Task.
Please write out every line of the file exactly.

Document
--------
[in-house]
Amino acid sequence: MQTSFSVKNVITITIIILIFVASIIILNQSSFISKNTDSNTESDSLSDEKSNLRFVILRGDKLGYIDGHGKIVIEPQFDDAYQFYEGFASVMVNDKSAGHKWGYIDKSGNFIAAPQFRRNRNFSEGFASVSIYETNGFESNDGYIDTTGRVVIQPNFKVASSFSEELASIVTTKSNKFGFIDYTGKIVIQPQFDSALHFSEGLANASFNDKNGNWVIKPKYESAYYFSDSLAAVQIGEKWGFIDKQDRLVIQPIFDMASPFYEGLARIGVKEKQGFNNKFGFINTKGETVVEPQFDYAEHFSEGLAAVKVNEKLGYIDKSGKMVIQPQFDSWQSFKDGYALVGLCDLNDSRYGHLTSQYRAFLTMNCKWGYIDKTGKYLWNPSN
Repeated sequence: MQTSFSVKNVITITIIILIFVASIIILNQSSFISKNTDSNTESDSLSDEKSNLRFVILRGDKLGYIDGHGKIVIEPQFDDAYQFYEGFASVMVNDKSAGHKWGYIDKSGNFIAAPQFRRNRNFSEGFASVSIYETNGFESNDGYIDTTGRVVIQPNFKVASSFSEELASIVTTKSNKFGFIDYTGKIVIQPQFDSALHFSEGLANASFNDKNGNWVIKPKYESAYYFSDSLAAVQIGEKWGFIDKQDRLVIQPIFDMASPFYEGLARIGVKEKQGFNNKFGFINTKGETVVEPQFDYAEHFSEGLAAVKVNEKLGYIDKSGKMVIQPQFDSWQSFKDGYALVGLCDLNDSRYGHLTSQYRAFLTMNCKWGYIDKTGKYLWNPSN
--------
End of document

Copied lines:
[in-house]
Amino acid sequence: MQTSFSVKNVITITIIILIFVASIIILNQSSFISKNTDSNTESDSLSDEKSNLRFVILRGDKLGYIDGHGKIVIEPQFDDAYQFYEGFASVMVNDKSAGHKWGYIDKSGNFIAAPQFRRNRNFSEGFASVSIYETNGFESNDGYIDTTGRVVIQPNFKVASSFSEELASIVTTKSNKFGFIDYTGKIVIQPQFDSALHFSEGLANASFNDKNGNWVIKPKYESAYYFSDSLAAVQIGEKWGFIDKQDRLVIQPIFDMASPFYEGLARIGVKEKQGFNNKFGFINTKGETVVEPQFDYAEHFSEGLAAVKVNEKLGYIDKSGKMVIQPQFDSWQSFKDGYALVGLCDLNDSRYGHLTSQYRAFLTMNCKWGYIDKTGKYLWNPSN
Repeated sequence: MQTSFSVKNVITITIIILIFVASIIILNQSSFISKNTDSNTESDSLSDEKSNLRFVILRGDKLGYIDGHGKIVIEPQFDDAYQFYEGFASVMVNDKSAGHKWGYIDKSGNFIAAPQFRRNRNFSEGFASVSIYETNGFESNDGYIDTTGRVVIQPNFKVASSFSEELASIVTTKSNKFGFIDYTGKIVIQPQFDSALHFSEGLANASFNDKNGNWVIKPKYESAYYFSDSLAAVQIGEKWGFIDKQDRLVIQPIFDMASPFYEGLARIGVKEKQGFNNKFGFINTKGETVVEPQFDYAEHFSEGLAAVKVNEKLGYIDKSGKMVIQPQFDSWQSFKDGYALVGLCDLNDSRYGHLTSQYRAFLTMNCKWGYIDKTGKYLWNPSN